The Food Literacy for Students Act, 2020 must still pass through another reading as well and if you live in Ontario, please play a part in making sure this happens. Please email your MPP to let them know that you support the bill.

To find your MPP’s contact information, click here. Also consider sending ccs to the following:

Hon.Doug Ford,Premier of Ontario –  doug.fordco@pc.ola.org

Hon.Stephen Lecce, Minister of Education – stephen.lecce@pc.ola.org

Hon.Ernie Hardeman, Minister of Agriculture Food &Rural Affairs -ernie.hardeman@pc.ola.org

Hon. Christine Elliott, Minister of Health -christine.elliott@pc.ola.org

Hon Jill Dunlop, Minister of Children, Community and Social Services/Associate Minister Responsible for Women’s Issues – jill.dunlop@pc.ola.org

Committee Clerk -Valerie Quioc Lim – comm-legisassembly@ola.org for distribution to the Standing Committee on the Legislative Assembly Caucus

Legislative Assistant-Bill Daverne –  Bill.Daverne@pc.ola.org for distribution to the Caucus and Legislative Assembly

OHEA –Ontario Home Economics Association: info@ohea.on.ca

Let’s get this done. Our kids deserve to learn these skills which can last a lifetime – a long lifetime for both our younger generation and the land they plan to live on.

Tags: , , ,

Categories: Children's Health, Food Security, Nutrition News

Author:Rosie Schwartz

Rosie Schwartz is a Toronto-based consulting dietitian and writer.

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6 Comments on “Let’s make food literacy education happen in Ontario”

  1. Lee Ann R Scammell
    December 12, 2020 at 4:13 pm #

    When the education community dropped ec. from the school curriculum it started a whole new life hump our young people to climb over. If it wasn’t for ec on my weekly class list in the fifties, sewing, baking and cooking would have been quite the learning chore in my future. I helped teach young 4th and 5th grade students, boys and girls in Quebec in late eighties to prepare healthy meals, from breakfast to dinner. The parents and students appreciated the help and we had a great time.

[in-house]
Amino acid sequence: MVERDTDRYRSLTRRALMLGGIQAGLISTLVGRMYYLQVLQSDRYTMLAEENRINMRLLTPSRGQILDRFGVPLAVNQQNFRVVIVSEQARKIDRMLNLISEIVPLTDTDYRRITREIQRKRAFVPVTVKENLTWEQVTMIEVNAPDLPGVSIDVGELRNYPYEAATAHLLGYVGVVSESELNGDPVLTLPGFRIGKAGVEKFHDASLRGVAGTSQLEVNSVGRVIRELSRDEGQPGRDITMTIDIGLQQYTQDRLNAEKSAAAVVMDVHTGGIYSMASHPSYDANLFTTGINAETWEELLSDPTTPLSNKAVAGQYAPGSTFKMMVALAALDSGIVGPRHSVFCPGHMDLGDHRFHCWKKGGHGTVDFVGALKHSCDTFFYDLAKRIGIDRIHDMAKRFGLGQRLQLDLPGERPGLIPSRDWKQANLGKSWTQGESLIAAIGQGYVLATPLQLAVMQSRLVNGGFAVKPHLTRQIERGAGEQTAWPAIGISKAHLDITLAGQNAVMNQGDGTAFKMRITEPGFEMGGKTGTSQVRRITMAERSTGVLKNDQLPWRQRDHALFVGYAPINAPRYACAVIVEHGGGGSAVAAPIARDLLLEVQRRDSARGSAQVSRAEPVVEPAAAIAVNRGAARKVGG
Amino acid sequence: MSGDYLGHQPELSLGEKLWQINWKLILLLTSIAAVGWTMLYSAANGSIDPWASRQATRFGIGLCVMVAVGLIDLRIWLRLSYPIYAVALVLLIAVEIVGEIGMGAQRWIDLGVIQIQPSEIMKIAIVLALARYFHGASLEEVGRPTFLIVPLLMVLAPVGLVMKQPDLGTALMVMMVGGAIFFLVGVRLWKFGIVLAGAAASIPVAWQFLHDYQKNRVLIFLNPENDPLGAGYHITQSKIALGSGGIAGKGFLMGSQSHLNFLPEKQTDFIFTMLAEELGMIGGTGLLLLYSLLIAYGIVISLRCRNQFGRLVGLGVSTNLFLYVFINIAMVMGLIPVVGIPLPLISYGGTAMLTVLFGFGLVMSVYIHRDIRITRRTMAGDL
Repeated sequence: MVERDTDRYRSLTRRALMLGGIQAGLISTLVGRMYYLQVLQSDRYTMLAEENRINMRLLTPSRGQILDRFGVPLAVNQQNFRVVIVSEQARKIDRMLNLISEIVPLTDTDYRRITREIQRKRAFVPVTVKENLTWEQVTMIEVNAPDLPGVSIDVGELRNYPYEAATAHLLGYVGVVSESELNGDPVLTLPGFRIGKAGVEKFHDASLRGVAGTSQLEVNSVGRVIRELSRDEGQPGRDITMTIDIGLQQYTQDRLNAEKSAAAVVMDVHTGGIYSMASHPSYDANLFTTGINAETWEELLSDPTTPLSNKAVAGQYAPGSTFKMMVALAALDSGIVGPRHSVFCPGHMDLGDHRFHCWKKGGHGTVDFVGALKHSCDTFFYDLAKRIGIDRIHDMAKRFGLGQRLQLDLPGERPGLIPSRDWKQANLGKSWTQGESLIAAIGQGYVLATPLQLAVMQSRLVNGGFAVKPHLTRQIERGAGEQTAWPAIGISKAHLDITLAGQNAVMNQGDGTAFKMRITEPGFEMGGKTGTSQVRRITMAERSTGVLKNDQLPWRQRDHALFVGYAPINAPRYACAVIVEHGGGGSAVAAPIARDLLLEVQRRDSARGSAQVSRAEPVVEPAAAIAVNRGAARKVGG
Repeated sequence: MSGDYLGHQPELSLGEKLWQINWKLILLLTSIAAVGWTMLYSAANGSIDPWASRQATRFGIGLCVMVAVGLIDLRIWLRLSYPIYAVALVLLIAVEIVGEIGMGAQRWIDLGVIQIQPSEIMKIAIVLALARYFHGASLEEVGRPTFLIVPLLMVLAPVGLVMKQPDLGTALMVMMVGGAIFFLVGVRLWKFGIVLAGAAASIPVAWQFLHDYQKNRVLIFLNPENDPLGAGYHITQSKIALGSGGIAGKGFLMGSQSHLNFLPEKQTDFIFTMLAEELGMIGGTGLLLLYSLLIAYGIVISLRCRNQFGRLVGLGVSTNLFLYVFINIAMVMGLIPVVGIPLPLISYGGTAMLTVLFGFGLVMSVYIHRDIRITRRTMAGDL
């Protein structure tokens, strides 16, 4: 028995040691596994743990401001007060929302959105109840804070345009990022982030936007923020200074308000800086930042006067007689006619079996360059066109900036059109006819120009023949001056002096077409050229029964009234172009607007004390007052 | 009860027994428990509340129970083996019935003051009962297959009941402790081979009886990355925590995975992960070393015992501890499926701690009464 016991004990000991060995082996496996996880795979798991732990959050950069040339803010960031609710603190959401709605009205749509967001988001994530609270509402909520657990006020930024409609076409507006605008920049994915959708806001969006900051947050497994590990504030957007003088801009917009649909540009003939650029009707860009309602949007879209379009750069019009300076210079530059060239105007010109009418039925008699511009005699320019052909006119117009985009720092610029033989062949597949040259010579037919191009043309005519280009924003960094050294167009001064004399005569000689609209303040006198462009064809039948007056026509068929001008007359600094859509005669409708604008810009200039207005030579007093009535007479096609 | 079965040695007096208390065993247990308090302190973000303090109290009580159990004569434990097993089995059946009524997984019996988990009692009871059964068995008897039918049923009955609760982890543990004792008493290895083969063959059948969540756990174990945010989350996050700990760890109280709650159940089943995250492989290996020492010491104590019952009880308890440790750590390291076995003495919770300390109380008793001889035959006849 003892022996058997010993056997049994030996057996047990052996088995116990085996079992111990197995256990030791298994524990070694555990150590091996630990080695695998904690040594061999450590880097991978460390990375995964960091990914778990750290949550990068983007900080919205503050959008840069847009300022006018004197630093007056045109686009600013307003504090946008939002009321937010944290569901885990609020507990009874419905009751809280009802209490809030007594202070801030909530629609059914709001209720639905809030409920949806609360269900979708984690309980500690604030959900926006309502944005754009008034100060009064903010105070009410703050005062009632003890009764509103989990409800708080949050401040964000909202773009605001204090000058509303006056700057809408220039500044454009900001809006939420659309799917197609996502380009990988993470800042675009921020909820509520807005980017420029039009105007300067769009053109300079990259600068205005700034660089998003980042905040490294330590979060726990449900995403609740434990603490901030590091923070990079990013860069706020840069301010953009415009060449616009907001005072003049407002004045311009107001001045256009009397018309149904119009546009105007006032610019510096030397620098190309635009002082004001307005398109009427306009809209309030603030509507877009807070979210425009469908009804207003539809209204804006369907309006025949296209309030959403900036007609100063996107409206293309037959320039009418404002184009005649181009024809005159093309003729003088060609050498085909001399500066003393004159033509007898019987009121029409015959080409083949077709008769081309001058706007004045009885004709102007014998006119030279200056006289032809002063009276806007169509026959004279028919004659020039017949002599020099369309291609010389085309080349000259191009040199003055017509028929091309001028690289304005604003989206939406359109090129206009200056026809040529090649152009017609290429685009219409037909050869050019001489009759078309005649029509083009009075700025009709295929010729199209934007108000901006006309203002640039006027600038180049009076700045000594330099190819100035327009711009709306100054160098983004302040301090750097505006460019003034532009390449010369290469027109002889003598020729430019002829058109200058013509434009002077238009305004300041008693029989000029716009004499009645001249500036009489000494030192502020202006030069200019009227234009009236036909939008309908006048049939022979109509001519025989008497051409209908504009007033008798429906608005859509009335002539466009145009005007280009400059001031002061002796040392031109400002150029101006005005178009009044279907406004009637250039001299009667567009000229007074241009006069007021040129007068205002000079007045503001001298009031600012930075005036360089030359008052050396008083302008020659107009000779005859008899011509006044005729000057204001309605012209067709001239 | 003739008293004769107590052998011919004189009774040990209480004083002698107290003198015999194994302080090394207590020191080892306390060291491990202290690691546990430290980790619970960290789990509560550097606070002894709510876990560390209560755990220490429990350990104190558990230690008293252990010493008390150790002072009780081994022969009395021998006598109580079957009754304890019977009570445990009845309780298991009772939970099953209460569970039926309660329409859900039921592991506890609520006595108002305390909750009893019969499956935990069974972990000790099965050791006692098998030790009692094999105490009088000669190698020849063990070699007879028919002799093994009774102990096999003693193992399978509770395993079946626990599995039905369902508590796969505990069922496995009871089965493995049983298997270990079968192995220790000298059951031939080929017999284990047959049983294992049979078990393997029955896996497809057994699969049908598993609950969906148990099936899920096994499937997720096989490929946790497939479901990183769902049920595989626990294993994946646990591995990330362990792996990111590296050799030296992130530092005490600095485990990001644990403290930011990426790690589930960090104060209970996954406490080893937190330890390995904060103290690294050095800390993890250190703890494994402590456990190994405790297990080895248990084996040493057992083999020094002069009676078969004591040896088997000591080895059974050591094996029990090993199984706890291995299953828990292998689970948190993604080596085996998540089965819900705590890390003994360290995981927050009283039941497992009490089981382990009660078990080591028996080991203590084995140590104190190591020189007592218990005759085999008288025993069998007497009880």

• December 15, 2020 at 12:42 pm #

      Yes, teaching kids about food is key to equipping them for healthy living. And being able to teach them when they’re young can have a tremendous impact! I didn’t know that kids were being taught in Quebec in those lower grades, especially at that time. Kudos to you for contributing! Hopefully it will become a standard here.

  2. F.Ardyth Elliott
    January 22, 2021 at 10:13 am #

    As a home ec teacher who helped write our area curriculum making it more family oriented, I strongly support this initiative. I used to tell my student (girls and boys) I was liberating them. Making wise personal food choices was their first step to adulthood.

    • January 25, 2021 at 1:06 pm #

      I love that concept that making wise food choices is their first step to adulthood and that you were liberating them by teaching them about food. It would certainly resonate with this age group. Thank you for your contributions as a home ec teacher!

  3. Erina Kelly
    February 24, 2021 at 11:49 am #

    I came across this blog post and am so happy to learn of this bill! I strongly identify with the comments above. The life skills I learned in my high school Home Ec class have served me well over the years and it would have been very tough to find my footing without them. I hope that Bill 216 will pass its final reading…and after that….teaching kids the basics of stitching and budgeting would be excellent too. Thank you for this very informative post.

    • February 24, 2021 at 5:44 pm #

      Thanks for your comments, Erina. Yes, Bill 216 will be instrumental in providing students about all aspects of food literacy. To ensure the passage of the bill, please contact your MPP. The bill needs all the support it can get.